Alex Holman – Training Exercises
All of the horses are now back from their end of season breaks, and are cracking on at various stages of work, to get ready for the 2019 event season! All of them are feeling really good, so fingers crossed they’re set to progress towards their first scheduled runs.
I use a variety of different exercises to help me with all areas of my horses’ training, and to make sure that their routines are always varied - here are some of the exercises that I use most regularly, suitable for all horses:
Long-reining / leading out:
Essentially hacking on foot with the horses, using an aid such as a pessoa whilst doing so:
- Building horses’ strength & fitness – a different workout for them, without a rider on top – especially when using hills & longer trots
- Reduces spooking – a more spooky horse can focus on their work and be far more relaxed when you walk with them in an aid, AND you can see the hack from the horses’ eyes to spot hidden, ‘scary’ objects, to prepare for when you’re actually riding – this works!
- Doubles up as good rider fitness if you incorporate hills and/or trotting into the hack – a great way to work off that Christmas chocolate in the New Year…
- I find that this is a refreshing way to spend time closer to your horse
- A great time-saver during the winter, with less daylight hours, as the horse will potentially work a greater amount in a shorter period of time (as with lunging).
Canter pole – raised pole – spread of cross poles – low, wide parallel
The canter pole to raised pole to the spread of cross poles are set at a usual canter pole/placing pole distance into the spread, then I use 2 strides between the cross poles and the final parallel. This grid can be broken down into any of the different parts to be easier or more difficult for horses/riders of any level, but as the full grid it makes the horse work in multiple ways.
The poles will help bring the horse into the first fence in a balanced, measured canter, and then the raised pole will help round the horse’s stride, so that they have to push off over the first spread. The double cross pole will help by 1) encouraging the horse to be neat/sharp in front and 2) getting them up in the air. I then use 2 strides to help the horse to have time following the first part of the grid, before a low, wide parallel with a good ground line. This will make the horse stretch over the fence, which is a different type of jump to the first part of the grid.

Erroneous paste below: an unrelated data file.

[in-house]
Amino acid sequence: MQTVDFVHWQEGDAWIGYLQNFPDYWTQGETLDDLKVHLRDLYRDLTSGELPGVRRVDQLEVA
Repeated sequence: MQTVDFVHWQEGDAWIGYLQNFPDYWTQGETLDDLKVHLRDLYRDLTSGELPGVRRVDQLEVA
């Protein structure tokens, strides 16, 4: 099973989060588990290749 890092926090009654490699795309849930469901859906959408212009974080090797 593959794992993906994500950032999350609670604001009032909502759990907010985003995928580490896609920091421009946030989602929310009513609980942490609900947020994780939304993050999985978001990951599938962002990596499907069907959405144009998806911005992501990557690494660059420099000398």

I find that this especially helps horses that can dwell in the air over a fence (jumping higher rather than across spreads), as they can still be engaged, and remember their technique over the first part, but then they will have to stretch over the final parallel, and so learn to co-ordinate picking their legs up with using themselves properly to clear the fence. This is a good workout for any horse as it uses a range of their jumping skills, including some agility and thinking on the way into the first fence!
Bending the horse to the inside, then the outside:
This is quite a simple ‘exercise’, but one that I use on nearly every horse I ride, and benefits both rider and horse. It sounds very simple, but takes more than just pulling on either rein, and is something that many riders I’ve observed have not done, and may not have attempted. As with both previous ideas, this can be used to suit all levels of horse.
- Helps to relax the horse’s neck
- Can be used to encourage stretching, allowing the horse to engage their core & use their back
- Improves overall suppleness and balance in the horse
- Forces the rider to use all aids to control the horse’s movement – ie using the core to keep the horse together, and creating bend from the leg, not by pulling right to bend the horse to that way (etc) to control the shoulders and keep the horse straight on the turns
This can be more difficult than it may seem if your horse lacks suppleness or is not off the leg – it is important to bend the horse each way around your leg, and only use the hand to guide them if needed. You can make the horse engage and listen further by bending either way and using a slight leg yield towards or in the opposite direction to the bend. This helps to control the shoulders, which will aid a horse that finds it tricky to stay straight one way or the other.
This can lead to more difficult exercises, such as serpentines with counter flexion, working on purely outside aids to turn, then more advanced work - using shoulder in, leg yield and travers in opposite bends quickly, to help a horse to engage their hindleg, and through their core and back.
Thanks for reading, hope you enjoyed it